IT’S 6AM on Sunday. In Brisbane, 27-year-old Bibi Amani wakes up underneath her pineapple-print bedspread. Her window is open, and as the cool morning air drifts in, she rolls over, picks up her phone and begins scrolling through Facebook news headlines. But instead of the typically entertaining mix of cat memes, baby photos and makeup tutorials, the retail worker’s social media feed is filled with one thing: the fall of Kabul.
When the Taliban captured Kabul on August 15, the news ricocheted around the world. Photos of desperate Afghans attempting to flee the country were met with horror and disbelief. Many observers wondered what would happen next – and what the news meant for women, who were systemically oppressed under Taliban rule in the ‘90s.
Bibi understands what may happen next better than many people. Having left Afghanistan at the age of eight, she knows firsthand what it’s like to live under Taliban rule – and what the consequences could be for family members who still live there.
Under the militant group’s reign in the ‘90s, women weren’t allowed to leave the house without the company of a male chaperone or the covering of a burqa. They weren’t allowed to study, or work, or drive. They couldn’t wear high heel shoes or speak loudly in public.
“I can guarantee things are worse for women in Afghanistan today than they were yesterday,” says Bibi, with a sense of conviction. “And they’ll get worse tomorrow, and the day after.”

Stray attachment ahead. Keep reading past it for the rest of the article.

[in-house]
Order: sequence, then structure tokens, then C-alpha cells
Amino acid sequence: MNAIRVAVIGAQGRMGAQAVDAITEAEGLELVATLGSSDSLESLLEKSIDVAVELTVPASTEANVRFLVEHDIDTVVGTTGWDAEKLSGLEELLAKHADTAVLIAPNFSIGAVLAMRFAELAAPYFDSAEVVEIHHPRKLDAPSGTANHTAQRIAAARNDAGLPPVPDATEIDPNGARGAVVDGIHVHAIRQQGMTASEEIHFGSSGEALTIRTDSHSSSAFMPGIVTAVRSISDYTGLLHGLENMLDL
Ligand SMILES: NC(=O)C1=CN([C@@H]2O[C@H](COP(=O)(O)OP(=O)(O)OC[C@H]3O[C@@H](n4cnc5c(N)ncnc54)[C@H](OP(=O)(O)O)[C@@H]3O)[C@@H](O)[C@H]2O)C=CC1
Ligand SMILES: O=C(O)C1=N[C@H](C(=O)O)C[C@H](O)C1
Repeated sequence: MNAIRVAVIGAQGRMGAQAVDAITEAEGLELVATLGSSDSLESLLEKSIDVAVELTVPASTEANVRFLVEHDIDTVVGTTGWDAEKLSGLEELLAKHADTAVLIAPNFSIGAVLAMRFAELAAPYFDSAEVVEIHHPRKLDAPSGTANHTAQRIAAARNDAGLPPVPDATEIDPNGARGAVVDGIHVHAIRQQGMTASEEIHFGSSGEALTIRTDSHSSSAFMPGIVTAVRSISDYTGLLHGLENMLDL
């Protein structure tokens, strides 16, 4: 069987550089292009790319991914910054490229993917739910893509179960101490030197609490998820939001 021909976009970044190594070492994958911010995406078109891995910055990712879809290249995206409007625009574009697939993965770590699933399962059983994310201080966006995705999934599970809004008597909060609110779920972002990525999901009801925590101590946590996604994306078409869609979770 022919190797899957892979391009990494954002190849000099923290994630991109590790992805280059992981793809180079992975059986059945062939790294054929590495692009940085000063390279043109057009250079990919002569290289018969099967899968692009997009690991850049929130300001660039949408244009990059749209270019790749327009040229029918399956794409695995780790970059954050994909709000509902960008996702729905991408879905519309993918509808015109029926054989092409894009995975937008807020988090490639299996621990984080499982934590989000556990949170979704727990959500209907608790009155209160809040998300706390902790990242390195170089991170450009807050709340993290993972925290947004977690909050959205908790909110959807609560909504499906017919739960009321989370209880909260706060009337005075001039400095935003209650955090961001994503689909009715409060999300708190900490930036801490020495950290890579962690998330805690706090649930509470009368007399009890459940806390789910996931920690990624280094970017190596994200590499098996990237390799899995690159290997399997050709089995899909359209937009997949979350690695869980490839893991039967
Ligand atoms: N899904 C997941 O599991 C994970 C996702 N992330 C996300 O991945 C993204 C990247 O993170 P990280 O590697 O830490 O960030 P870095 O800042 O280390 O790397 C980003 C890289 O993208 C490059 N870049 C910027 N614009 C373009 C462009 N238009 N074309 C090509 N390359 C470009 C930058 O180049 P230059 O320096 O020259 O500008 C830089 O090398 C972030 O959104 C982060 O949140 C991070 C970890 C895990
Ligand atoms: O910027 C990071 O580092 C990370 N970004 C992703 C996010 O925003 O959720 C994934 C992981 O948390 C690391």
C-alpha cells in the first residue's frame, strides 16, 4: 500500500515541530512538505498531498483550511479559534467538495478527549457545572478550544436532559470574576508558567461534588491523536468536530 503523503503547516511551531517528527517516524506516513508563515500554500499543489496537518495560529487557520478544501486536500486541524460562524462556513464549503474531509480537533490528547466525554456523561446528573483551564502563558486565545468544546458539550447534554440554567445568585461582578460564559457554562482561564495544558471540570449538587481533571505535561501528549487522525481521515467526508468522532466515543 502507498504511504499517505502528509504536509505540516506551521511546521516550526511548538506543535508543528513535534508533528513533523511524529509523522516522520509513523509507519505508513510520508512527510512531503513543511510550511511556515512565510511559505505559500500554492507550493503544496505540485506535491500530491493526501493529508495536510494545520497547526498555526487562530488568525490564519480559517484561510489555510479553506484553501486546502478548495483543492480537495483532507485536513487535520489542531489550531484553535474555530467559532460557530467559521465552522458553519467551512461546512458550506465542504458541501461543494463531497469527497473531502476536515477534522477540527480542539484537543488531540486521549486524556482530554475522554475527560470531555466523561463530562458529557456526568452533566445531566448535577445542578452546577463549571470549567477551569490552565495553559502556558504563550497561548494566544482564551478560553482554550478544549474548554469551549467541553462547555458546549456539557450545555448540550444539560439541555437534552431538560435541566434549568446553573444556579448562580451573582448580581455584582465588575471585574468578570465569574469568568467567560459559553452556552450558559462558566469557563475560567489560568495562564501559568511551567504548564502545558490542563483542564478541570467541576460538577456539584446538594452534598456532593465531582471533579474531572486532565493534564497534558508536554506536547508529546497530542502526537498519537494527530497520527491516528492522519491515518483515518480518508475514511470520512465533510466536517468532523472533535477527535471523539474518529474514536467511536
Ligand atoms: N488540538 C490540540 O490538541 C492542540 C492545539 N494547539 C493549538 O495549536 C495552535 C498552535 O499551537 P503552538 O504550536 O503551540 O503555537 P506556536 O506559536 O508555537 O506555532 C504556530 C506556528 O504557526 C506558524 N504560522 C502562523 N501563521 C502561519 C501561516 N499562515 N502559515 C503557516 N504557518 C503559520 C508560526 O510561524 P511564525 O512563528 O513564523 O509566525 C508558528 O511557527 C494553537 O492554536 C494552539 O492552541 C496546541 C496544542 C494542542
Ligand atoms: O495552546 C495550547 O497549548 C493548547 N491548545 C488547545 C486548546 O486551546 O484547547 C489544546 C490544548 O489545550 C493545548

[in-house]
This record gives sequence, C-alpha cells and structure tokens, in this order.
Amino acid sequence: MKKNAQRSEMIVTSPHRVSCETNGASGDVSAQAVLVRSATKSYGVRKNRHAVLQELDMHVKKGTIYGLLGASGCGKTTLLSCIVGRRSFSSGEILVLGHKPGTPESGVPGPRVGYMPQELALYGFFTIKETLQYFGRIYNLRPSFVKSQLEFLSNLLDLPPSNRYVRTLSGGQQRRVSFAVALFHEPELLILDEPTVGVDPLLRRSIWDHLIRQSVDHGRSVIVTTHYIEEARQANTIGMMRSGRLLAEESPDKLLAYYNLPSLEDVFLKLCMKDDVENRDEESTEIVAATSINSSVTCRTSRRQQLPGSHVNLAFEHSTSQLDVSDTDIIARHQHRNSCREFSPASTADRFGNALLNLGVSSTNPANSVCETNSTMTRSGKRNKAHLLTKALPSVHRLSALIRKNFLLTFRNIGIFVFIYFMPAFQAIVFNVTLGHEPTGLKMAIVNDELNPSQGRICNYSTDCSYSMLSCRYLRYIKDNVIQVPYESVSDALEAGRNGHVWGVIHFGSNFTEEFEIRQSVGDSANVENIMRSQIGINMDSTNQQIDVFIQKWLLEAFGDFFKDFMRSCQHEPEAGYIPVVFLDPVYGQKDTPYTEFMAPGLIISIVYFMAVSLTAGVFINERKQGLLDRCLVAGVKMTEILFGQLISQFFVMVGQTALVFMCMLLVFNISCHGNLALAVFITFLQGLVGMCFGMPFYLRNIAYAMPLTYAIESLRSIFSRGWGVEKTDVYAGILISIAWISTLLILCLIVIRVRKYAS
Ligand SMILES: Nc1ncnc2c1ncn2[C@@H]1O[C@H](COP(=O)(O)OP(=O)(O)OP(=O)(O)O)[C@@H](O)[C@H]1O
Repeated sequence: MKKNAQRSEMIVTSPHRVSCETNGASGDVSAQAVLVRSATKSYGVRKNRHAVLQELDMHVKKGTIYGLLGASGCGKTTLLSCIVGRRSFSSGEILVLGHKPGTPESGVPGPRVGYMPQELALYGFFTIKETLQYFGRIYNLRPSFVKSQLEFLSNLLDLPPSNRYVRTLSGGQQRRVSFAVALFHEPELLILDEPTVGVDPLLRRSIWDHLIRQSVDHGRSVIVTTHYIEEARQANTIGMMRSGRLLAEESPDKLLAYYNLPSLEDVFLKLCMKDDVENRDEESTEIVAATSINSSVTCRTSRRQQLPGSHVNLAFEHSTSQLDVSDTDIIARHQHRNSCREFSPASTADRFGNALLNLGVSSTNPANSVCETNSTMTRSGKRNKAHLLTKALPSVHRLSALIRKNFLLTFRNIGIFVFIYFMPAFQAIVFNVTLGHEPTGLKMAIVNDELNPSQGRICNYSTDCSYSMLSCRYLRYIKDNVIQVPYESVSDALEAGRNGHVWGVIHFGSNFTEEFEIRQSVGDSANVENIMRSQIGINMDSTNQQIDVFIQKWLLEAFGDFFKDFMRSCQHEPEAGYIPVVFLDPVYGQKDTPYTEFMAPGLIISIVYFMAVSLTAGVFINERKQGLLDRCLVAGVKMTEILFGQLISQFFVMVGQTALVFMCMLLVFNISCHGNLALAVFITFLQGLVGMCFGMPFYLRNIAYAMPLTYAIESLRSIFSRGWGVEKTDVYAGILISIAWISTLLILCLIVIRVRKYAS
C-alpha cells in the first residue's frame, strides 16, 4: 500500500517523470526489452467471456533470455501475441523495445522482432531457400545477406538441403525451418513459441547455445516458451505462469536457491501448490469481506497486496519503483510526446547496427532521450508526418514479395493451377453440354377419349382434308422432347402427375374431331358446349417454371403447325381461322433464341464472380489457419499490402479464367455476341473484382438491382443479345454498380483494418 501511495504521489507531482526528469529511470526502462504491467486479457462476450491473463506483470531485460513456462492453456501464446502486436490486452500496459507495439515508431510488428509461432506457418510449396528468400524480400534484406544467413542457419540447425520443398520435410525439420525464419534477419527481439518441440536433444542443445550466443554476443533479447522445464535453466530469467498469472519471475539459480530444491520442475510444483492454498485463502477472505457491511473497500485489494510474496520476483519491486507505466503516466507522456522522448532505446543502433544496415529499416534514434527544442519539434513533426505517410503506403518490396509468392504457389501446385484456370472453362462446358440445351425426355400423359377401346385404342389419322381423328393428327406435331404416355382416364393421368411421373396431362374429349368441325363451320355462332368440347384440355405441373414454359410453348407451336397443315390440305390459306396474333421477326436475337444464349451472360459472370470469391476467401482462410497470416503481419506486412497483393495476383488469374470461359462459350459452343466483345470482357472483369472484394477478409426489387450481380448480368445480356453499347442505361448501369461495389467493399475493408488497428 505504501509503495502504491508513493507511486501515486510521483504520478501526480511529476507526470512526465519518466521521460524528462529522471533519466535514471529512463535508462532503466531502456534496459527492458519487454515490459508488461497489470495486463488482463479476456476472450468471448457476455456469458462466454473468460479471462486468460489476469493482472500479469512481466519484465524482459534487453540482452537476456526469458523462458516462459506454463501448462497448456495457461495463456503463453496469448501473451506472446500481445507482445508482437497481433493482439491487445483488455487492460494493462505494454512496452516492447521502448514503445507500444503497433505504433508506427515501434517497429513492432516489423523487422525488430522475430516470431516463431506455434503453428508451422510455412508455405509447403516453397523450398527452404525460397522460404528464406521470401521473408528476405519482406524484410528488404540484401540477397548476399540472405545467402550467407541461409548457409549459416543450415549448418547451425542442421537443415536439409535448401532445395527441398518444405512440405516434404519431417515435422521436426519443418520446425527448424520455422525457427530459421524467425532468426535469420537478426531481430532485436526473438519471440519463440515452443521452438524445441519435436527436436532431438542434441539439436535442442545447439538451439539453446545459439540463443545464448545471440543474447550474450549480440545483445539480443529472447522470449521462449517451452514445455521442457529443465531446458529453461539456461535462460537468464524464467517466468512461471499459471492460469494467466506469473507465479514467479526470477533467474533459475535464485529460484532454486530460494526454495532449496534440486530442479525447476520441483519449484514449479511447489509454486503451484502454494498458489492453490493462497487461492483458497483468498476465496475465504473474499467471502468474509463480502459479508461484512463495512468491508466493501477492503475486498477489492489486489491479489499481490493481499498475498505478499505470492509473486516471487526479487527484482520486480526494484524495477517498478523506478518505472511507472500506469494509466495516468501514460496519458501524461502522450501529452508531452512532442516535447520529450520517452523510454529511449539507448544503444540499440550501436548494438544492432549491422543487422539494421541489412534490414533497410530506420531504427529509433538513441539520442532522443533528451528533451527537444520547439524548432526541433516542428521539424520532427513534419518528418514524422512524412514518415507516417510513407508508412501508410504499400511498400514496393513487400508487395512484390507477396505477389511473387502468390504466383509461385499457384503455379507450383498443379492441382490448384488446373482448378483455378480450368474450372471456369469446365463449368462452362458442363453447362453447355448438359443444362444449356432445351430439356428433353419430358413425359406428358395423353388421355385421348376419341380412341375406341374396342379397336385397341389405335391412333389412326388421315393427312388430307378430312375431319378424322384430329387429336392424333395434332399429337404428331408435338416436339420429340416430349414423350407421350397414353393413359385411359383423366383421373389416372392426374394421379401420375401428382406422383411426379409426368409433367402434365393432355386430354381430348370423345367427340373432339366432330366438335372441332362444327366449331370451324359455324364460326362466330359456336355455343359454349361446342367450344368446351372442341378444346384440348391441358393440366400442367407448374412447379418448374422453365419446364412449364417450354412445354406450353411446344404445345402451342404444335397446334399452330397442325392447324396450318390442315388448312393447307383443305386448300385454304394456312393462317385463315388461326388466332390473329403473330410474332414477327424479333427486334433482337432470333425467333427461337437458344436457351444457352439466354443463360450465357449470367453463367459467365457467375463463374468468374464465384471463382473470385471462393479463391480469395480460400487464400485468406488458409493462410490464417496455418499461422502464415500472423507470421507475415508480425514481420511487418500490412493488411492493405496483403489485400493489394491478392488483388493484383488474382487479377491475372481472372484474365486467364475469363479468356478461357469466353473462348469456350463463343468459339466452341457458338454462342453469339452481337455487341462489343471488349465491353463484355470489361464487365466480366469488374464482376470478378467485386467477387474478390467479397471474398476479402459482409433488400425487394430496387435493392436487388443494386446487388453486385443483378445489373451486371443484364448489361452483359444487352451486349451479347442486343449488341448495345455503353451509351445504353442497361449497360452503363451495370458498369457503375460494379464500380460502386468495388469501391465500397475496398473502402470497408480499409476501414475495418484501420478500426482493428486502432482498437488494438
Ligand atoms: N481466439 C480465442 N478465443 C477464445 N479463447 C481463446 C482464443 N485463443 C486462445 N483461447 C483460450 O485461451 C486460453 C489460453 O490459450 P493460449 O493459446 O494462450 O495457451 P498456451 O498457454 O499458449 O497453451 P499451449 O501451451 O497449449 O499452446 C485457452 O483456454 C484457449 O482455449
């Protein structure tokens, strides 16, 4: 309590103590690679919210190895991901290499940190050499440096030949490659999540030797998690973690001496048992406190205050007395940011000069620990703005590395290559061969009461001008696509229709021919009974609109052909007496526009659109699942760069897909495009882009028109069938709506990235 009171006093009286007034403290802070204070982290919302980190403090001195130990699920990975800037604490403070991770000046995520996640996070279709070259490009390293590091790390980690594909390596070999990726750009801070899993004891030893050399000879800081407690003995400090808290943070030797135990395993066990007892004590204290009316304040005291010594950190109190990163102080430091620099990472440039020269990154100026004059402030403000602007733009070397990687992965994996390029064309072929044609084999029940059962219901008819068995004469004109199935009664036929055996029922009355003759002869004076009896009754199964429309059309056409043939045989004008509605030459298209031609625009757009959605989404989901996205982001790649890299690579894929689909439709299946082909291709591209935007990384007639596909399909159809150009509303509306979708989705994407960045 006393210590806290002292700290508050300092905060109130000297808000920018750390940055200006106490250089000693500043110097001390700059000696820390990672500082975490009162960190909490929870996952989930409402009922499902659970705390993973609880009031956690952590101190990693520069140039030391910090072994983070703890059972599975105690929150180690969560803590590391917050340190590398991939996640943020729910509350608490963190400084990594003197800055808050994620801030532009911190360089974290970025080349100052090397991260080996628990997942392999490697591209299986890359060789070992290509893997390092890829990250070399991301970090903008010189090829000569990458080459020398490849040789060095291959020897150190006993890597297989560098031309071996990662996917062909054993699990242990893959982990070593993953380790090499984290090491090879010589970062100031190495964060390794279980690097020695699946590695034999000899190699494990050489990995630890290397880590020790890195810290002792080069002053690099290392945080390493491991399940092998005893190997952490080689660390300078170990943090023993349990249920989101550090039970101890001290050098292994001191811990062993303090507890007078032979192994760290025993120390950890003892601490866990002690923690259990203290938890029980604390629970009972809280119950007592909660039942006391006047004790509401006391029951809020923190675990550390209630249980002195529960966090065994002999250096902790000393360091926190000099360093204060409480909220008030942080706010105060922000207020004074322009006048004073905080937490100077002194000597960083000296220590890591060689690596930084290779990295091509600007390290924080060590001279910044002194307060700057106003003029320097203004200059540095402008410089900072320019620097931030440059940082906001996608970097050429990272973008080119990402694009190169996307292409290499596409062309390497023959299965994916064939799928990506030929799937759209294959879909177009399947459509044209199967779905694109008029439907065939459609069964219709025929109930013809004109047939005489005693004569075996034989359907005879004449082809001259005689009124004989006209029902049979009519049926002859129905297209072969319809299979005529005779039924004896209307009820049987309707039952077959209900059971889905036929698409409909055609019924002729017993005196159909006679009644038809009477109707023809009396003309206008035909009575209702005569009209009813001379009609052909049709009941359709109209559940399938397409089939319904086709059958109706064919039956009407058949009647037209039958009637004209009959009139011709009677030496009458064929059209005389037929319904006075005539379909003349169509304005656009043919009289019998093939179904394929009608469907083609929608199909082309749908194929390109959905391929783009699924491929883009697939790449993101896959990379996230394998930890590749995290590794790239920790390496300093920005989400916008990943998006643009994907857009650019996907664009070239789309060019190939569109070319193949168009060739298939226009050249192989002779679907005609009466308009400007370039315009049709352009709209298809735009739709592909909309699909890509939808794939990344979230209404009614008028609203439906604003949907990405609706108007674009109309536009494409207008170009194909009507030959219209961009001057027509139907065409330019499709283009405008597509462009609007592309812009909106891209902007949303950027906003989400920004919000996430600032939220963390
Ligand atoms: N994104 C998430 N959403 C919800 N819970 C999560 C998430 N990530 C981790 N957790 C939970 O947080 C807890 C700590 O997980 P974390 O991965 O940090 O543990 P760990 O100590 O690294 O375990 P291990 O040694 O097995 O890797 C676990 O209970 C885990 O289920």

IT’S 7AM. Bibi is in constant contact with her family in Kabul. She messages them over Facebook, WhatsApp and they send voice messages to each other. She barely recognises her relatives’ voices. There is no warmth or hope; only short, sharp sentences laden with fear and desperation.
Her uncle, who worked for UNHCR, asks her for information on how to apply for a humanitarian visa to leave Afghanistan and find safety. “I’ve been sending them links to sites where they can apply for a visa and to organisations who might be able to help,” she says. “But I’m in Australia. What can I do from here? All I can do is cry, and pray, and ask for help.”
IT’S 8AM The Taliban are door-knocking houses. They are forcing soldiers and men to give up their weapons so no one can fight against them.
Bibi learns that her cousin, a soldier in his thirties, has been taken. She cries, and prays to Allah, and asks for help – posting on Facebook, contacting her local MP and reaching out to the media.
IT’S 9AM. In Sydney, Lala Pordelli wakes later than usual after a night spent glued to her phone, fearfully monitoring the news about Afghanistan and messaging her relatives in Kabul.
“I went to sleep reading articles that the Taliban were on the doorstep of Kabul, but I honestly didn’t think they would take over. I thought there would be resistance. When I woke up on Sunday, I was shocked,” says the solicitor, 31, who was born in Kabul and later fled to Pakistan with her family, who were active in a political group.
“It was the start of a very dark day. I felt like a part of me was lost that morning; my homeland was taken from me. My relatives are fleeing, and we can’t go back.”
“Seeing what’s happening in Afghanistan now is bringing back memories for my mum. We’re feeling overwhelming sorrow, grief, guilt and confusion. The Taliban is not reflective of our culture.”
IT’S 10AM. Lala receives a message from her Australian-based aunt in Sydney who has been in touch with friends and family still in Kabul. “At first, our relatives weren’t too scared. Then they heard news of lists with peoples’ names on them and saw footage of the Taliban digging ditches.